By Alan Scherstuhl
By Stephanie Zacharek
By Carolina Del Busto
By Amy Nicholson
By Simon Abrams
By Kevin Dilmore
By New Times
By Amy Nicholson
Jack Goes Boating is Philip Seymour Hoffman's movie — it's his directorial debut; he stars as its namesake sad sack; he wears his hair in those terrible dreadlocks that he covered with a big woolen hat at the Oscars last spring — but let's talk about John Ortiz instead. Yes, Hoffman is the famous face of Jack Goes Boating — just as he was at New York's LAByrinth Theater, which he co-directed for many years with Ortiz, making it a downtown incubator for sprawling, poetic drama — but Ortiz, who plays Jack's best friend, Clyde, is the film's urgent, beating heart.
Clyde drives black cars for the same limo company as Jack, and as the grownup of the pair — he's in a long-term relationship with Lucy (Daphne Rubin-Vega) and taking night classes — he has set himself to the task of bettering Jack's life. He finds his friend a girl, prickly mortuary assistant Connie (Amy Ryan); arranges for cooking lessons; teaches him to swim. Ortiz finds in Clyde the Henry Higgins impulse, which has him splashing in a Harlem pool with a guy who's afraid even to put his face in the water. The actor also digs deeper to find the resentment and shame that pushes Clyde toward Jack even as it pulls him away from Lucy.
If it accomplished nothing else, Jack Goes Boating would be worthwhile just as the calling card that gets Ortiz better film roles. Luckily, there's plenty else to appreciate, starting with the movie's three other leads. Connie, as written by Bob Glaudini (who adapted his own LAByrinth play), is a bundle of neuroses and sexual hang-ups, but Ryan makes her recognizable and worthy of Jack's devotion. Rubin-Vega — another theater vet — finds the roots of Lucy's ongoing exasperation with Clyde.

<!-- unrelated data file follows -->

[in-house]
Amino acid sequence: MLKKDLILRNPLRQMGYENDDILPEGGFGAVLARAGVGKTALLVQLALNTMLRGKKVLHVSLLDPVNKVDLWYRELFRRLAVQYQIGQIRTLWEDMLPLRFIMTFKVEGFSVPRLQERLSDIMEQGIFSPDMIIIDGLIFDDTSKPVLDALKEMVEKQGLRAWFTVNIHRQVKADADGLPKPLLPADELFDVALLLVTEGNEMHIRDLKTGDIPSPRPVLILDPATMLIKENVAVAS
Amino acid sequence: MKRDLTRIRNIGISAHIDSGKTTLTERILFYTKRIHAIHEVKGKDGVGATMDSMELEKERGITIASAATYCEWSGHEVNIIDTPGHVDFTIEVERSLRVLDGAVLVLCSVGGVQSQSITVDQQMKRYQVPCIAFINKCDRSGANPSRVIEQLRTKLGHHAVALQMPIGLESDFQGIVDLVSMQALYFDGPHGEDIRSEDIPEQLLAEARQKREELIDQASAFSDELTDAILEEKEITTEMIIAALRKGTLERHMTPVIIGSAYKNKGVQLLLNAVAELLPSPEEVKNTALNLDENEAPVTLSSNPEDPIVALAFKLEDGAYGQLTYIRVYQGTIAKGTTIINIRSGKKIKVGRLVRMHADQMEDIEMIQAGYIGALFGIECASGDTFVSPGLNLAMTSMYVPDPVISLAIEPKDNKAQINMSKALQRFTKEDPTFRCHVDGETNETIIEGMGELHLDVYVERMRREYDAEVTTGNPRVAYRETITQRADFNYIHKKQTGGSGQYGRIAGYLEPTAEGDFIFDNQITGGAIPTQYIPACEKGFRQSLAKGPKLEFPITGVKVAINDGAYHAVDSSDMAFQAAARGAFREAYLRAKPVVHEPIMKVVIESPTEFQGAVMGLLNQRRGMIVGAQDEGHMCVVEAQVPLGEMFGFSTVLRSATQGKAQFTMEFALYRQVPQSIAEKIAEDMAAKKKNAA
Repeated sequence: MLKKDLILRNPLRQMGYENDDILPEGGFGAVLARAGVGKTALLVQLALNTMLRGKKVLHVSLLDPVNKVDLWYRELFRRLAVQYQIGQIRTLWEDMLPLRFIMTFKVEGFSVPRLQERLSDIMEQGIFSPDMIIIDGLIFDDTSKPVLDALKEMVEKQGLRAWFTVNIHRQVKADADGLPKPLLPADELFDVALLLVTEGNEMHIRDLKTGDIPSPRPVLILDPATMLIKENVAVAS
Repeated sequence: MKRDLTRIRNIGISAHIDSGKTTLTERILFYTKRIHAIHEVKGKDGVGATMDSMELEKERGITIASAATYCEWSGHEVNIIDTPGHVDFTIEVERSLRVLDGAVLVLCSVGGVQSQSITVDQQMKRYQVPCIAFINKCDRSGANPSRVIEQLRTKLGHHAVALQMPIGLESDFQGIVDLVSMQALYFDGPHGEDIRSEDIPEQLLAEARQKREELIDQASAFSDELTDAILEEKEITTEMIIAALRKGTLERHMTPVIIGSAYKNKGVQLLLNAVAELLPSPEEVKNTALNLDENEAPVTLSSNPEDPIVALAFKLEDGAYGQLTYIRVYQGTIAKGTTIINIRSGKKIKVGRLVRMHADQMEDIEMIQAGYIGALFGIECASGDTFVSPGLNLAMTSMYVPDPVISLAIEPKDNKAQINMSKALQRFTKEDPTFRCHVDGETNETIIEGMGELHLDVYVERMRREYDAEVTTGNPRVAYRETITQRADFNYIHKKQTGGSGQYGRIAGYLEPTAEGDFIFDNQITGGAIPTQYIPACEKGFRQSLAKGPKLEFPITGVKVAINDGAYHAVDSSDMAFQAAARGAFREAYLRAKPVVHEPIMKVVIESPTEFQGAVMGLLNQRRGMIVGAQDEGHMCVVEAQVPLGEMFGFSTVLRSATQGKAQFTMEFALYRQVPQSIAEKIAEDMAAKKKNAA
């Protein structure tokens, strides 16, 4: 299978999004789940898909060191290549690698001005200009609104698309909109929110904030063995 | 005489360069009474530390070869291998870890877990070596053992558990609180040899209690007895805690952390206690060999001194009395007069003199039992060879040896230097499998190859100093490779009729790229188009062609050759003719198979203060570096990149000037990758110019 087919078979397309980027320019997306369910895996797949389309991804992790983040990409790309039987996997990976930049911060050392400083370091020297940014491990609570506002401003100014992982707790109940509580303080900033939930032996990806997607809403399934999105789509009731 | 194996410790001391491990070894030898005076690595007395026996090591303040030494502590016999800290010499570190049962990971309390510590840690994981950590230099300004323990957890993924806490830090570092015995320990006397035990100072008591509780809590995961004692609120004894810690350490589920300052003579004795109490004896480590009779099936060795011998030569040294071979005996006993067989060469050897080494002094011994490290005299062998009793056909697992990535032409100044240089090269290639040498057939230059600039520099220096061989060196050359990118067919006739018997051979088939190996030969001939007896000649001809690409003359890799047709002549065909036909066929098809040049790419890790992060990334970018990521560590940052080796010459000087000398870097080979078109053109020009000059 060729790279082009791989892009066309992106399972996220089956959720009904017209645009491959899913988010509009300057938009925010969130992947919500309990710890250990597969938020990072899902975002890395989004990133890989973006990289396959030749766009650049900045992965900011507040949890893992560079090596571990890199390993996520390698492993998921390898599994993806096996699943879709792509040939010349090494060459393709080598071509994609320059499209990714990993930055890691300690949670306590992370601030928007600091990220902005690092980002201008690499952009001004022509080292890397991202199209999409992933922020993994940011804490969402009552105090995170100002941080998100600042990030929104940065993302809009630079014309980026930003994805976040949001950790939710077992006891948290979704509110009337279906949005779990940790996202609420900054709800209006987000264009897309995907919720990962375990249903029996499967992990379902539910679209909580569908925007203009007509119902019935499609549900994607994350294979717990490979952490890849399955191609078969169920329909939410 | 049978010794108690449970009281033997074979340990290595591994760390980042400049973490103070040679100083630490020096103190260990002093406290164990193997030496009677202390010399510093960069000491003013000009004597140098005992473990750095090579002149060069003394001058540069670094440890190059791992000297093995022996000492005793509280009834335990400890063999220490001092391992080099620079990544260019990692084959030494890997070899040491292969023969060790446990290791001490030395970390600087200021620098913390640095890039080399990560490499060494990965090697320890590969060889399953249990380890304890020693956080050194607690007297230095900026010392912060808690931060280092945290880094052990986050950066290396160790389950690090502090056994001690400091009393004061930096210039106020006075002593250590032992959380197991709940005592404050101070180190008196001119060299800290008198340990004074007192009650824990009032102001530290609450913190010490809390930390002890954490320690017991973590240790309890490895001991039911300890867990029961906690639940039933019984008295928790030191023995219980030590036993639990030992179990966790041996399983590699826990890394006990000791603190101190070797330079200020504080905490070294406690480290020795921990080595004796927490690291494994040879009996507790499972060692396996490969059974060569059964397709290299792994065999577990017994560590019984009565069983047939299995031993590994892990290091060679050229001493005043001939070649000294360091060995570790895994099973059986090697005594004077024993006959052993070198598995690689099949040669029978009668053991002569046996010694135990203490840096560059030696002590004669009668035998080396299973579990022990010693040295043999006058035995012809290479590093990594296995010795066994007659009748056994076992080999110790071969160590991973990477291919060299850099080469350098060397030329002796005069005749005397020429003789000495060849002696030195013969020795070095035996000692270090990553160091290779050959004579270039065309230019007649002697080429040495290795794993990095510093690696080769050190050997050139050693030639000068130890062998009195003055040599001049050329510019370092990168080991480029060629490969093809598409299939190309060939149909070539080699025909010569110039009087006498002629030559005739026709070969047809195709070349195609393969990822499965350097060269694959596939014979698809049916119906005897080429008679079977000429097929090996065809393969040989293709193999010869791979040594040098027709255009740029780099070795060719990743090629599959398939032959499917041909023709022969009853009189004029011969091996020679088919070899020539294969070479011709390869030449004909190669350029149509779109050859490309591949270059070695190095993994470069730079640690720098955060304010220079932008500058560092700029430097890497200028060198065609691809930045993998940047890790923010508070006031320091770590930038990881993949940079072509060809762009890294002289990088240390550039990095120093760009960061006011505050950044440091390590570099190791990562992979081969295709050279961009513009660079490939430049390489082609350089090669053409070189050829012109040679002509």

And Hoffman is Hoffman: He's great. His performance, a reprise of the role he played onstage — in fact, each of the principals save Ryan played these roles at the Public — is lived-in and as natural as breathing. Jack is a shy, dreadlocked guy who likes to listen to "Rivers of Babylon" on an honest-to-God cassette Walkman, and who learns, over the course of the movie, that his body is not necessarily his enemy. Visualizing the pool, Jack practices his side-breathing as he walks; imagining himself in the kitchen, he assembles a gratin in the air. Even his first fumbling sexual encounter with Connie turns nervous finger-blasting into unlikely physical poetry.
Hoffman has never been a vain actor, and as a director, he remains uninterested in making himself look good. Early in his career, his self-abasement could feel as punitive to audiences as to the characters he played. But there's no pain in watching him inhabit Jack's unglamorous world, only the fun of seeing a good actor click in a good part he's thought a lot about.
Skirting some of the excess that LAByrinth's artist-friendly environment can foster, Hoffman transfers to film the company's ethos of an ensemble performing with honesty encouragingly well. That's why it's fitting that this drama gets so much from, Ortiz. In the actor's funniest Jack Goes Boating comes to a head at a boozy dinner party that veers into harsh emotional territory. "Let's smoke a toast!" an anxious Clyde shouts, before the party goes astray. Celebrating his best friend Jack's success with a hookah, Clyde is as messy, warm-hearted, and complicated then as this pleasure of a film.
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